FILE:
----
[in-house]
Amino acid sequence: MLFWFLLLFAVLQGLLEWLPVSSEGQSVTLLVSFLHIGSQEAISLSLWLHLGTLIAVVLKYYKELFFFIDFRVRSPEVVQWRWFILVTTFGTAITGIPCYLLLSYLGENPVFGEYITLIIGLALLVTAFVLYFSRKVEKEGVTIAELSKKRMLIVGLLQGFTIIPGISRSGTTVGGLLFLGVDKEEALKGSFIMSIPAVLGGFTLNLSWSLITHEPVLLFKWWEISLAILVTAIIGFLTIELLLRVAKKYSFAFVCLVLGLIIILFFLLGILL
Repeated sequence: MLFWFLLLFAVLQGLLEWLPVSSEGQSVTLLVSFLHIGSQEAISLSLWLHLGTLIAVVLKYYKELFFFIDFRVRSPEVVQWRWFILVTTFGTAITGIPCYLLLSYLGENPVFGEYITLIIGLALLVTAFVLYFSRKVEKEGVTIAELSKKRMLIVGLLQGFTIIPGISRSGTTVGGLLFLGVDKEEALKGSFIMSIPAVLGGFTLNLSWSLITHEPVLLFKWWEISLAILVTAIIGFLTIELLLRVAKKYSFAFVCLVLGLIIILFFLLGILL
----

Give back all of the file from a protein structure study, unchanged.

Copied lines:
[in-house]
Amino acid sequence: MLFWFLLLFAVLQGLLEWLPVSSEGQSVTLLVSFLHIGSQEAISLSLWLHLGTLIAVVLKYYKELFFFIDFRVRSPEVVQWRWFILVTTFGTAITGIPCYLLLSYLGENPVFGEYITLIIGLALLVTAFVLYFSRKVEKEGVTIAELSKKRMLIVGLLQGFTIIPGISRSGTTVGGLLFLGVDKEEALKGSFIMSIPAVLGGFTLNLSWSLITHEPVLLFKWWEISLAILVTAIIGFLTIELLLRVAKKYSFAFVCLVLGLIIILFFLLGILL
Repeated sequence: MLFWFLLLFAVLQGLLEWLPVSSEGQSVTLLVSFLHIGSQEAISLSLWLHLGTLIAVVLKYYKELFFFIDFRVRSPEVVQWRWFILVTTFGTAITGIPCYLLLSYLGENPVFGEYITLIIGLALLVTAFVLYFSRKVEKEGVTIAELSKKRMLIVGLLQGFTIIPGISRSGTTVGGLLFLGVDKEEALKGSFIMSIPAVLGGFTLNLSWSLITHEPVLLFKWWEISLAILVTAIIGFLTIELLLRVAKKYSFAFVCLVLGLIIILFFLLGILL